Transistor Museum Library


by David DeWitt and Arthur L. Rossoff

(Copyright © 1957 by McGraw Hill) 


Curator’s Introduction


Mr. Arthur L. Rossoff is co-author of one of the most widely regarded early texts on transistor technology.  Published in 1957 by McGraw Hill, “Transistor Electronics” was quickly adopted as a standard text in many universities and colleges across the country.  As you’ll discover in the interview with Mr. Rossoff, this book was based on a series of lectures developed by the authors and delivered to the engineering staff at the Radio Receptor Semiconductor Division, beginning in 1954 when Mr. Rossoff was the Chief Applications Engineer for that company.   Here are a few quotes from the McGraw Hill announcement of the book in 1957:  “In this timely new work the central purpose is to describe the properties of the transistor in a manner which relates them plausibly to physical theory, and which at the same time expresses them in useful form.  The book has been organized to teach systematic quantitative concepts, and to apply them to transistor types which appear to have a good future.  The material has been selected both for its power to the man who learns it and its pedagogic suitability for his further progress in this rapidly developing field.  Because of the emphasis on fundamentals, the substance of the book will continue to be valid and useful in spite of advances and changes…..”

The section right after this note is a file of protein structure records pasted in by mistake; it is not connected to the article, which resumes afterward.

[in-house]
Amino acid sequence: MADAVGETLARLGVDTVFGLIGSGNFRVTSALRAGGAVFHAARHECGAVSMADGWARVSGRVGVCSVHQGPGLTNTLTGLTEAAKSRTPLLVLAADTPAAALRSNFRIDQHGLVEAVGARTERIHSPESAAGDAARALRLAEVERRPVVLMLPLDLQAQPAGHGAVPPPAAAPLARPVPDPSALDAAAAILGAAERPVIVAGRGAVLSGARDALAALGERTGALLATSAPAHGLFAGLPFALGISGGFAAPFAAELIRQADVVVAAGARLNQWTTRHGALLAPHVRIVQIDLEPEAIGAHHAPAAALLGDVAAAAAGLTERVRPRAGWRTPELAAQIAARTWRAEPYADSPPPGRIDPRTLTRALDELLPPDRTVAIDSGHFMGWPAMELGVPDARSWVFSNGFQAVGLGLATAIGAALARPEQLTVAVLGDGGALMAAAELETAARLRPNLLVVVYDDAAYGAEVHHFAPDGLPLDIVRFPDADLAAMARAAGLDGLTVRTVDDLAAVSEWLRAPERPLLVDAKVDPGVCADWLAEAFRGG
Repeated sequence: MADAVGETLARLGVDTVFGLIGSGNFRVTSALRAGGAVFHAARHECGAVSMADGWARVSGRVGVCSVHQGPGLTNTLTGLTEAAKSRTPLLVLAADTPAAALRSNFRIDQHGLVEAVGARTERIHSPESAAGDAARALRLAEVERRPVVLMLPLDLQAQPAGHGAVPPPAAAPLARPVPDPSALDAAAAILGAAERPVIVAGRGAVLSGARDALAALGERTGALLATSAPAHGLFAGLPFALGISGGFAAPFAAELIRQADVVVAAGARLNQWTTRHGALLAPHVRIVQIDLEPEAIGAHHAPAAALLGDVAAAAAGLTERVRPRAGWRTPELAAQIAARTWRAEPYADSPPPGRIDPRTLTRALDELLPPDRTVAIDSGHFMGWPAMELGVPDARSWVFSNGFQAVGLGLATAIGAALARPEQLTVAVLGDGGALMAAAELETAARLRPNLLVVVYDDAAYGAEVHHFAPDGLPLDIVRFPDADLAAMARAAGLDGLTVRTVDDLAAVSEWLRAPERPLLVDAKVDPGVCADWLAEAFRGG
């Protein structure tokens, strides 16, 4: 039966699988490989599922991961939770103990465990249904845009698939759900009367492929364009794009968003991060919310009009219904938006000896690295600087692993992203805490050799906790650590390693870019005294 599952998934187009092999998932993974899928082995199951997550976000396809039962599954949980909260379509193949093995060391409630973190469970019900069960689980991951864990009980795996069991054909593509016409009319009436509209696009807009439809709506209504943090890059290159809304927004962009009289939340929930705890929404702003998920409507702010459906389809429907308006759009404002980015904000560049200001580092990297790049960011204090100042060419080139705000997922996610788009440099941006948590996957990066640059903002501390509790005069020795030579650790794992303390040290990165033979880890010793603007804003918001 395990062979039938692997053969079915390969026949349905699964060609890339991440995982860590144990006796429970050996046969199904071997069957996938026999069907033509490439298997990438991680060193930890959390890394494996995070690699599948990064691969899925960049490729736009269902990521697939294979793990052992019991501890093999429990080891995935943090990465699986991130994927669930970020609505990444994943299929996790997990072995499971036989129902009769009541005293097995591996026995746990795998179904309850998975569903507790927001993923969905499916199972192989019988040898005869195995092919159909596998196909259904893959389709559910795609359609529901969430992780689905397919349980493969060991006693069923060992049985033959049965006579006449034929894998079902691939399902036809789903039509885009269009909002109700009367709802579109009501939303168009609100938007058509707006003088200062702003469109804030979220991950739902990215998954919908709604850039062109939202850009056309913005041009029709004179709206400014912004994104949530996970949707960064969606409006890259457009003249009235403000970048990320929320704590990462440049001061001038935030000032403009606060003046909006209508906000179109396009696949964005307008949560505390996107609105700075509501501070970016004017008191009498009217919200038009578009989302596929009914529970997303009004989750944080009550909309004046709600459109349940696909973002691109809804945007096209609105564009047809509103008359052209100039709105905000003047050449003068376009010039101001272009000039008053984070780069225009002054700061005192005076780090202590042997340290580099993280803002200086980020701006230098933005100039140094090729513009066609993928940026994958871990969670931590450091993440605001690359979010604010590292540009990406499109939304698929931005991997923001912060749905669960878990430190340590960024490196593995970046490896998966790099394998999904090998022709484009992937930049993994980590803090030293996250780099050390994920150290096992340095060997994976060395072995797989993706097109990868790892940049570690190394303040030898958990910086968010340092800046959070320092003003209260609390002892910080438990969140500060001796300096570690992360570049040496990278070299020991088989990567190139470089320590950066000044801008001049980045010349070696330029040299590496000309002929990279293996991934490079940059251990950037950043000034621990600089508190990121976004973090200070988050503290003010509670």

Author’s Comments

Art Rossoff


Mr. Rossoff provided these comments during an interview in March, 2001.


Can you please provide a brief description of your career in electronics, Mr. Rossoff?


I received my BSEE at City College of New York in 1943.  After that, I went on to the Polytechnic Institute of Brooklyn (now called Polytechnic University) to work in the microwave lab under the leadership of the now legendary Professor Ernst Weber.  This was all in support of the war effort.  We were a sub-contractor to the MIT Radiation Labs.  I completed part-time work for an MSEE.  After two brief work assignments in the microwave field, I joined the Radio Receptor company in 1950.   At first, I was given responsibility as project engineer for a uhf transmitter for the Air Force, developing mostly microwave hardware.  Later, in 1953, I joined the new Semiconductor Division.  At that time, the general manager of the Division was Dave DeWitt – I reported to him, and had the title of Chief Applications Engineer.  I remained at Radio Receptor in this position until RR was bought out by General Instruments in 1957.   I stayed with General Instruments, but left the semiconductor business and moved back into GI’s military equipment business as VP of Marketing for Defense Products. 


Go To Art Rossoff, Page 2



COPYRIGHT © 2003 by Jack Ward.  All Rights Reserved.